The full moon doesn’t change anything, in case you were wondering.
It’s a common question. Folks often ask me if I notice a surge in deaths and/or strange behavior on a full moon. I was frequently asked this as a paramedic as well, and the answer is disappointingly mundane. No, I have never noticed any marked up-swings in weirdness when I have worked during the full moon. But maybe that’s only because every day is pretty fucking weird when you shepherd the dead for a living.
That said, people (and their behaviors) are still affected by such things as seasons, dates, superstitions and so on. For example, as I write this… it’s October. People start believing all kinds of insane shit during October. For 31 days of the year, the occult is TOTALLY legit, burning sage is absolutely a reliable method for dealing with evil spirits and Ouija-boards get better reception than the iphone 6. People are very susceptible to suggestion like that. In a similar fashion, no one wants to be single on Valentine’s Day, people turn wildly patriotic on the 4th of July, and everyone was Scottish after they saw “Braveheart”.
I wasn’t quite sure what to make of the page that I got from the office: “Rachel Smith called and wants information on a death in her house. I didn’t know what to tell her.”
I read the message just as I was about to eat lunch and I was somewhat reluctant to call this Rachel person back before I ate… since it really wasn’t lunch, it was breakfast… that had turned into lunch since it was now 1 p.m. and instead of eating, I had spent my whole morning trying to thread through the death of an elderly gentleman who had been living in his friend’s garage. (It’s not as weird as it sounds… or maybe it IS as weird as it sounds. I guess this would be a perfect example of how weird stuff doesn’t really strike me as weird anymore. So for those of you who didn’t know… people totally live in garages… and die in them, too)
I glanced down at the lukewarm egg burrito that lay in my lap as I sat, parked outside a Home Depot. This phone call could de-rail my day in all kinds of ways. The message was too unspecific to be able to predict what, exactly, this Rachel person wanted. Sure, she as looking for “information” about a death in her house, but that could mean anything. She might be calling with questions about the passing of her grandmother that took place a week ago, or she may be a complete psycho who’s calling to let us know she had just axe-murdered someone in her basement…. after all, OCTOBER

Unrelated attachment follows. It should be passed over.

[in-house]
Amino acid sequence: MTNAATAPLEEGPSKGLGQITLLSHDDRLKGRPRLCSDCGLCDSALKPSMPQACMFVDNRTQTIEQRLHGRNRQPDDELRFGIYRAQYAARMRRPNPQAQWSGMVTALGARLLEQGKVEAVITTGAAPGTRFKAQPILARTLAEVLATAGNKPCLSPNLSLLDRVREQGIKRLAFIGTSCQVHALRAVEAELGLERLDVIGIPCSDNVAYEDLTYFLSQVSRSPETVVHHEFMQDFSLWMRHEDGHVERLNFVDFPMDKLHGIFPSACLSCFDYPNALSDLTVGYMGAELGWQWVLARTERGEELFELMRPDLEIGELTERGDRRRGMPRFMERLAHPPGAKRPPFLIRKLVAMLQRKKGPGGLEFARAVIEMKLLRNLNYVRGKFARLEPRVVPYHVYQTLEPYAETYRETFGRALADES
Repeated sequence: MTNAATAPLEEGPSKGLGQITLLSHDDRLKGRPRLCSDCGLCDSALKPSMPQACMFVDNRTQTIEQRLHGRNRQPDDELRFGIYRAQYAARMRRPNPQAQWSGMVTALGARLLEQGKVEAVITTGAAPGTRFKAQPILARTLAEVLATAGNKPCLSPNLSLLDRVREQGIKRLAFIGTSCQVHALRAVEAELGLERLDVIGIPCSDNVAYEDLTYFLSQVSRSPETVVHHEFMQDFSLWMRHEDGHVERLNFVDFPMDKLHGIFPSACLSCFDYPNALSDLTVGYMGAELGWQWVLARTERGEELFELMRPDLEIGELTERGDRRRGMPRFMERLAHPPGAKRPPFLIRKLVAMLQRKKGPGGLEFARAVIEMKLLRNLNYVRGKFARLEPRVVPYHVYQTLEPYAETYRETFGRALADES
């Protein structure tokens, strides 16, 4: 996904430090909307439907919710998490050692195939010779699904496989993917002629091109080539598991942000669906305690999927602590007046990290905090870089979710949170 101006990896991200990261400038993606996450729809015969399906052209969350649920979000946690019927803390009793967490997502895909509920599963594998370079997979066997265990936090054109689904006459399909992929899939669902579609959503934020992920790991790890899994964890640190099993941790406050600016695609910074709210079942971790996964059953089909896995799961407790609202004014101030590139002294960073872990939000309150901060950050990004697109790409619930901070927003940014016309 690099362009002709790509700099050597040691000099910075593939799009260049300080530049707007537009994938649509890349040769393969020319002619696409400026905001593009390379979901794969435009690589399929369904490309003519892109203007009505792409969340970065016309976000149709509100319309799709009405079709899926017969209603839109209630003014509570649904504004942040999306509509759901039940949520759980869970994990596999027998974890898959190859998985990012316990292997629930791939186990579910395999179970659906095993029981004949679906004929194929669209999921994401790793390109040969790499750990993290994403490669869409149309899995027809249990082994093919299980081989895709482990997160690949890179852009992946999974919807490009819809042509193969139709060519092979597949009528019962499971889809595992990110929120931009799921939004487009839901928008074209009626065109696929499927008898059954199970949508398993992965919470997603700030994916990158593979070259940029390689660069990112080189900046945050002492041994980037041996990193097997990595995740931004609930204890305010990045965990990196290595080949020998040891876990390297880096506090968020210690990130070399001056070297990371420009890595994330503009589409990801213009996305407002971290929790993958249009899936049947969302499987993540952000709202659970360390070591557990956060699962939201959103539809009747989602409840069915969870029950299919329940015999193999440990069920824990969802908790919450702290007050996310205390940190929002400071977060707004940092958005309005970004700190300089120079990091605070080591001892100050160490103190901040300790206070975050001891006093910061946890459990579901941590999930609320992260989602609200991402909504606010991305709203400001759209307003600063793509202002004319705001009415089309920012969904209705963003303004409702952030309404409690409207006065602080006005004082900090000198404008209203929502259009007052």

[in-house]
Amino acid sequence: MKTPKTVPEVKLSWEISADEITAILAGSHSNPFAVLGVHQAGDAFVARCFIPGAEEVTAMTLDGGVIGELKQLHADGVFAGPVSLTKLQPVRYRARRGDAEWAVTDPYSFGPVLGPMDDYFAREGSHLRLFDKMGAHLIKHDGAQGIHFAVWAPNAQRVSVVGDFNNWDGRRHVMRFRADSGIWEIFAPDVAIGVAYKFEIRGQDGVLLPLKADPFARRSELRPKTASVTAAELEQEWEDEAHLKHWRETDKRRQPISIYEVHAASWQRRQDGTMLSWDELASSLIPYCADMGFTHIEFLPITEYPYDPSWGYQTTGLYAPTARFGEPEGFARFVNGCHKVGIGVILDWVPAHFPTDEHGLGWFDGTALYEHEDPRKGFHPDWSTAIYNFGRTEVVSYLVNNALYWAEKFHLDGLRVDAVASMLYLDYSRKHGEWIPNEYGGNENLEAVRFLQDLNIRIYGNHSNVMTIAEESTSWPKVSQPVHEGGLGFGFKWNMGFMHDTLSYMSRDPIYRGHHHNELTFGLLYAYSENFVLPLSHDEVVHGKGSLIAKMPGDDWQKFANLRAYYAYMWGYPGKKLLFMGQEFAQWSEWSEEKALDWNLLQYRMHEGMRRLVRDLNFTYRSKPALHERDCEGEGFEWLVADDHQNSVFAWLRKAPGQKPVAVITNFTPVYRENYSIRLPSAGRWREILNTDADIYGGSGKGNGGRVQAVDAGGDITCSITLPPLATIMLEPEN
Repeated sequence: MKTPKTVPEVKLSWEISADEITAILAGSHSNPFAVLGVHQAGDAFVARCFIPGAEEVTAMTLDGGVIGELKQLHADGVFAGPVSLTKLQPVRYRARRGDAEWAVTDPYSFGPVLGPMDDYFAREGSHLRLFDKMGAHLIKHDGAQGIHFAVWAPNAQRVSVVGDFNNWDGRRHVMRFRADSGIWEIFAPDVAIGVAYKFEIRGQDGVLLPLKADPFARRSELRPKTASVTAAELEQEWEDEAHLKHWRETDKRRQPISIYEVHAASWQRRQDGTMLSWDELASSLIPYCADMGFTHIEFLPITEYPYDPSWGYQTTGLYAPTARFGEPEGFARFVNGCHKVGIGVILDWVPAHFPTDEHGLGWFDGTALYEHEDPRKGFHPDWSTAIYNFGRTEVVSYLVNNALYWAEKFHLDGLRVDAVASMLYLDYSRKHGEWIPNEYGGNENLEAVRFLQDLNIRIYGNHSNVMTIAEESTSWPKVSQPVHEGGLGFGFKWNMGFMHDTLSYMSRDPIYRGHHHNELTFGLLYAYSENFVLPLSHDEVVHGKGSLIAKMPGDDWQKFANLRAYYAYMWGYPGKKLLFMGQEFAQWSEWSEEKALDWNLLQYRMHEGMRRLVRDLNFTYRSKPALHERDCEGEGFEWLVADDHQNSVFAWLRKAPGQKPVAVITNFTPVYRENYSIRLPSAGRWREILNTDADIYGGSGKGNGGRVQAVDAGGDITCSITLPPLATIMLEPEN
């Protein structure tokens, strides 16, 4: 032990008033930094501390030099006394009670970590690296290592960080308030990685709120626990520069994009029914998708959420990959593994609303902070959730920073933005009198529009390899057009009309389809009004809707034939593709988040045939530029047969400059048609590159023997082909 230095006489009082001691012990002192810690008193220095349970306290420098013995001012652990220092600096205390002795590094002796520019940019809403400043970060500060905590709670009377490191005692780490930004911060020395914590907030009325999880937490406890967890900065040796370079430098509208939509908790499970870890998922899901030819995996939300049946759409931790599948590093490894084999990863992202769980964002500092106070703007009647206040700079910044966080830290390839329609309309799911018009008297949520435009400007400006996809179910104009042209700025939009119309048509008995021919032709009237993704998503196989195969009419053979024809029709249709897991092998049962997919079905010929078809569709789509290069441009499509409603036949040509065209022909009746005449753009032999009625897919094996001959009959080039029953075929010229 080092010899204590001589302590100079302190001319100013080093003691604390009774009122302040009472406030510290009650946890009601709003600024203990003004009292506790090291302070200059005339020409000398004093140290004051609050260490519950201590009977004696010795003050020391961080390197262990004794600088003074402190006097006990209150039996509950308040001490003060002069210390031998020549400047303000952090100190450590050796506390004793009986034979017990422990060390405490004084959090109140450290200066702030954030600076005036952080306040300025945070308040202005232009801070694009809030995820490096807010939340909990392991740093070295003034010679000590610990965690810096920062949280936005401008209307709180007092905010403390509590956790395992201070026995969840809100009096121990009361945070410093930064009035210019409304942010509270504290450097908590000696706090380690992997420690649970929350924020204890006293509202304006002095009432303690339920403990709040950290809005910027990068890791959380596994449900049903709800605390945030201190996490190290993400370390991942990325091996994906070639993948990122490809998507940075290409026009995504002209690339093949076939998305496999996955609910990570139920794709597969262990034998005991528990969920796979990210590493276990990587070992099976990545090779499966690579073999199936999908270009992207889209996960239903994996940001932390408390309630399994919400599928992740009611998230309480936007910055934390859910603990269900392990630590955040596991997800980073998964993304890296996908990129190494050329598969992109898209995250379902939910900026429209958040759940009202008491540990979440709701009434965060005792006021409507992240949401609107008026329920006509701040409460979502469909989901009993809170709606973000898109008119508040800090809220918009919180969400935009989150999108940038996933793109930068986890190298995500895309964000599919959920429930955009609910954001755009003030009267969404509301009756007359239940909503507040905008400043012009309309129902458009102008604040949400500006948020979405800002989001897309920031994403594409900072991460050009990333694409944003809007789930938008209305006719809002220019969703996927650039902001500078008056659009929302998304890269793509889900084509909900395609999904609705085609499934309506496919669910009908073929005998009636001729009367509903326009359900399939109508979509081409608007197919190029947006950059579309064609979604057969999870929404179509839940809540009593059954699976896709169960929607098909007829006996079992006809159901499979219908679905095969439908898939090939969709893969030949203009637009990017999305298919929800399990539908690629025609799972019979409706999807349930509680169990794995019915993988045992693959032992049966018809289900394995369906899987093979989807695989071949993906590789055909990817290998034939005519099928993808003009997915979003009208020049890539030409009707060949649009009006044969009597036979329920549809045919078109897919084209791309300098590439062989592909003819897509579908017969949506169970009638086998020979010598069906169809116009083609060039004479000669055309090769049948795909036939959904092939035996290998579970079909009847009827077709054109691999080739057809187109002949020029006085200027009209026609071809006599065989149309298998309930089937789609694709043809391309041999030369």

I decided to throw caution… and my burrito… to the wind. (literally, I ejected it from the window, bestowing my blessing upon whatever wild animal or homeless person found and consumed it. Once the melted cheese congeals back into a solid clump, I consider burritos a loss) I dialed the number for “Rachel” and cleared my head of all expectation. She could hit me with her best shot, as far as I was concerned. Bring on the weird, I was ready.
“Hello?” came Rachel’s cautious voice when she answered my call. (The cell phone I use for work always comes up as “blocked” on caller ID, so it’s not unusual for people to be a bit hesitant to answer.)
“Hi, this is the Oswald County Medical Examiner,” I said in a chipper tone. “I’m returning a call to Rachel.”
“Oh…. Oh!” Rachel sounded surprised. People often do. I figure they don’t expect a call back from an actual person. Moreover, they don’t expect a call back from a woman, let alone a happy one.
“Right…. um… okay….” Rachel stuttered as though she wasn’t sure where to start. It seemed like she needed a little help.
“So the message said you were looking for information on a death in your home,” I began. “What was it that you wanted to know. Has someone died there today?”
It’s not a crazy question. Fairly often people have an elderly relative living with them who is fixing to take the long dirt-nap. When that elderly relative is found dead one morning, having passed away in their sleep, no one wants to call 911 because it’s not exactly an emergency, but all the same… they feel like they ought to call someone…
However, that was not the case with Rachel…
“No, no… that’s not… um… I was wondering if there was a way to find out…if there ever was… ummm.”
I was starting to get a feel for where she was going with this.